A variety of cause-and-effect relationships, features of the biology of a cancerous tumor, differences in its cellular structure and vital functions of a sick person determine a wide range of hematogenous metastasis of lung cancer. Often it is very individual: from an extensive lesion to a limited, local development of hematogenous metastasis, the only tumor site outside the lung.
Morphological changes observed in metastasis developing in the affected organ are peculiar and may slightly differ from the primary tumor in the lung. The histological structure of metastasis most often repeats the structure of the neoplasm that caused its appearance, but it can also differ from it, especially when it comes to polymorphic cancer, which metastases one of the cellular components of its constituent. Then it is possible to observe a decrease or increase in the differentiation of the tumor in its metastasis, and its development in its characteristics will more closely correspond to its cellular structure.
Highly differentiated lung cancers are less likely to metastasize not only by the lymphogenous, but also by the hematogenous route. In these cases, damage to the internal organs, if it occurred, is usually represented by a single, solitary metastasis.
Undifferentiated forms of lung cancer, on the contrary, metastasize more often and more extensively, and their spread through the blood vessels is characterized by the multiplicity of its manifestations. Often there is an intense, approaching in size to the primary tumor in the lung, an increase in the volume of hematogenous metastases of undifferentiated cancer. In small cell lung cancers, such a development of metastases sometimes even outstrips the growth of the primary tumor.
Morphological features of the structure and structure of solitary hematogenous metastases of lung cancer are most thoroughly studied during their development in the brain. Some general morphological features of their growth manifest themselves quite similarly in the case of damage to other organs.
The metastatic focus of tumor development manifests itself in the form of progressive local growth with displacement, destruction and replacement of the tissue of the affected organ. Sometimes the formation of a “capsule” around the metastasis in the affected area of its growth is most often not detected. The tumor in the form of short outgrowths, tongues and layers of malignant tissue spreads along the perivasal and interstitial gaps.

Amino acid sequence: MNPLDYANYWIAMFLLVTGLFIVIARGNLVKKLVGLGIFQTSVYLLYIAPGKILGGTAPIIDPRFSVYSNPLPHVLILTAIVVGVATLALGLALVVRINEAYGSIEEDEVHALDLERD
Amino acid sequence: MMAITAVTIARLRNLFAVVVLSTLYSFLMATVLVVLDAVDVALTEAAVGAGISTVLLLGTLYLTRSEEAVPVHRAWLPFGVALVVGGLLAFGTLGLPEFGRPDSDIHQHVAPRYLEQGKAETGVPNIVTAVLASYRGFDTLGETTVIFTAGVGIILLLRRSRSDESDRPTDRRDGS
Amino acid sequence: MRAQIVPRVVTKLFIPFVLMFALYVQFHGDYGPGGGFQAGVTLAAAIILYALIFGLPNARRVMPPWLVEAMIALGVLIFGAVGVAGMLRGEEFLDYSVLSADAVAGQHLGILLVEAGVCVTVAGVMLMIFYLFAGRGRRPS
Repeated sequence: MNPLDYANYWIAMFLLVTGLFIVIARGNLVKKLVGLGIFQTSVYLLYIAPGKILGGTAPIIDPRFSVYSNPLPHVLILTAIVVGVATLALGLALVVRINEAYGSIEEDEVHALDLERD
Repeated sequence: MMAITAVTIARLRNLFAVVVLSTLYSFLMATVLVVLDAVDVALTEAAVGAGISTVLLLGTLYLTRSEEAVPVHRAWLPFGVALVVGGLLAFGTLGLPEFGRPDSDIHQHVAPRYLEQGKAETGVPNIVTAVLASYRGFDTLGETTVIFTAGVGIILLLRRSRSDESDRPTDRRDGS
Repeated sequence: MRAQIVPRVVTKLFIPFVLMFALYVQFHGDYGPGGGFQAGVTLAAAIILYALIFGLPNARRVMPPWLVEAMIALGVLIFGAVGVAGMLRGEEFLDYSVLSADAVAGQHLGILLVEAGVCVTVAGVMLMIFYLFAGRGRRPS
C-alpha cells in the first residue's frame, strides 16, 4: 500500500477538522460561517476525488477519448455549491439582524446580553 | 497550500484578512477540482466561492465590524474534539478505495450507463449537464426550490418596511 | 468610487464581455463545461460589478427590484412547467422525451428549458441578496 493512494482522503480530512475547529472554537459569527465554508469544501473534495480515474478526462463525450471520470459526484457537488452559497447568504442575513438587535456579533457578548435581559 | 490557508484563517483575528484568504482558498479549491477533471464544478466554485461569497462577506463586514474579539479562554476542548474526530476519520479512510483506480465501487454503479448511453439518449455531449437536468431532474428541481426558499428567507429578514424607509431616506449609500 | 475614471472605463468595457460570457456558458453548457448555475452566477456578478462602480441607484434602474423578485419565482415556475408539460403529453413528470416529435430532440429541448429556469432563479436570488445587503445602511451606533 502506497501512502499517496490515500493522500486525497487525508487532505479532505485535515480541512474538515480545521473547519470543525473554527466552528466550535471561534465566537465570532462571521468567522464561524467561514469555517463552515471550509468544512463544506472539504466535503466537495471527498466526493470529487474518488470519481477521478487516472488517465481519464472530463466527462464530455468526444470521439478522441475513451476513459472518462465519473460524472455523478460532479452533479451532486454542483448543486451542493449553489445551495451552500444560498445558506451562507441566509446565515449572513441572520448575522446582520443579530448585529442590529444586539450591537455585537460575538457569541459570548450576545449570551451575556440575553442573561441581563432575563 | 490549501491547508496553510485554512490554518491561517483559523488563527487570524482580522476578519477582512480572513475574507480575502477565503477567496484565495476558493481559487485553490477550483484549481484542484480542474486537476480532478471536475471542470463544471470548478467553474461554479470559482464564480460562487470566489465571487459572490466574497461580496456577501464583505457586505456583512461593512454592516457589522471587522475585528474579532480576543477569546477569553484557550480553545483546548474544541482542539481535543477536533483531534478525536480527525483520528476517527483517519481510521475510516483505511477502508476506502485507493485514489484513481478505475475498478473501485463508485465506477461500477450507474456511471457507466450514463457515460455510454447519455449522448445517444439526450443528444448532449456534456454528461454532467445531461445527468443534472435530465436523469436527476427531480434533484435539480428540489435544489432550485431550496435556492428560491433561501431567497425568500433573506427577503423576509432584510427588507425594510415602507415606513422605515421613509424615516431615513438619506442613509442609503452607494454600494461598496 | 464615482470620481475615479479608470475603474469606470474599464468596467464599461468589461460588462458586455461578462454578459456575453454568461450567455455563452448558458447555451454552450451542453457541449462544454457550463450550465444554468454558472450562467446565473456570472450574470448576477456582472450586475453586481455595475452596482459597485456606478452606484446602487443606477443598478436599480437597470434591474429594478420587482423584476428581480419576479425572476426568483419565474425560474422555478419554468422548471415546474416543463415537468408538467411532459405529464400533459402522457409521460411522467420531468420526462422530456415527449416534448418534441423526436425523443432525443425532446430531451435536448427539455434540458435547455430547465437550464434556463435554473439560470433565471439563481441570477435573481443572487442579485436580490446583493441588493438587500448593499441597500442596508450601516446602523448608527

The destruction of blood vessels often leads to trophic disorders and necrosis, the melting of the central part of the largest solitary metastases.
With the development of hematogenous metastasis in an organ that has a well-developed lymphatic system — often in the opposite lung — the spread of tumor cells from metastasis through the lymphatic collectors is possible. Such lymphogenous metastases arising from solitary hematogenous metastasis in one of the organs are not very often figuratively called them “granddaughter metastases” in relation to the primary tumor in the lung.
Targeted postmortem examination and clinical observations suggest that by the time of recognition of lung cancer, hematogenous metastases can be established in 6% of patients. This indicator reaches the highest values with lung cancer with metastases to regional lymphatic collectors. Among lung cancer patients who underwent radical surgery and died in subsequent years from hematogenous metastases, in 30% of cases, the cause of death was the progressive development of solitary metastasis, most often quite accessible to surgical removal in an earlier period. Therefore, for some patients with lung cancer, such a solution to the issues of therapeutic tactics seems quite reasonable.
In general, the solitary metastases of lung cancer in morphological structure, the features of their growth and development are more close to an independent malignant tumor. This should be taken into account when planning and performing their surgical removal within cancer limits.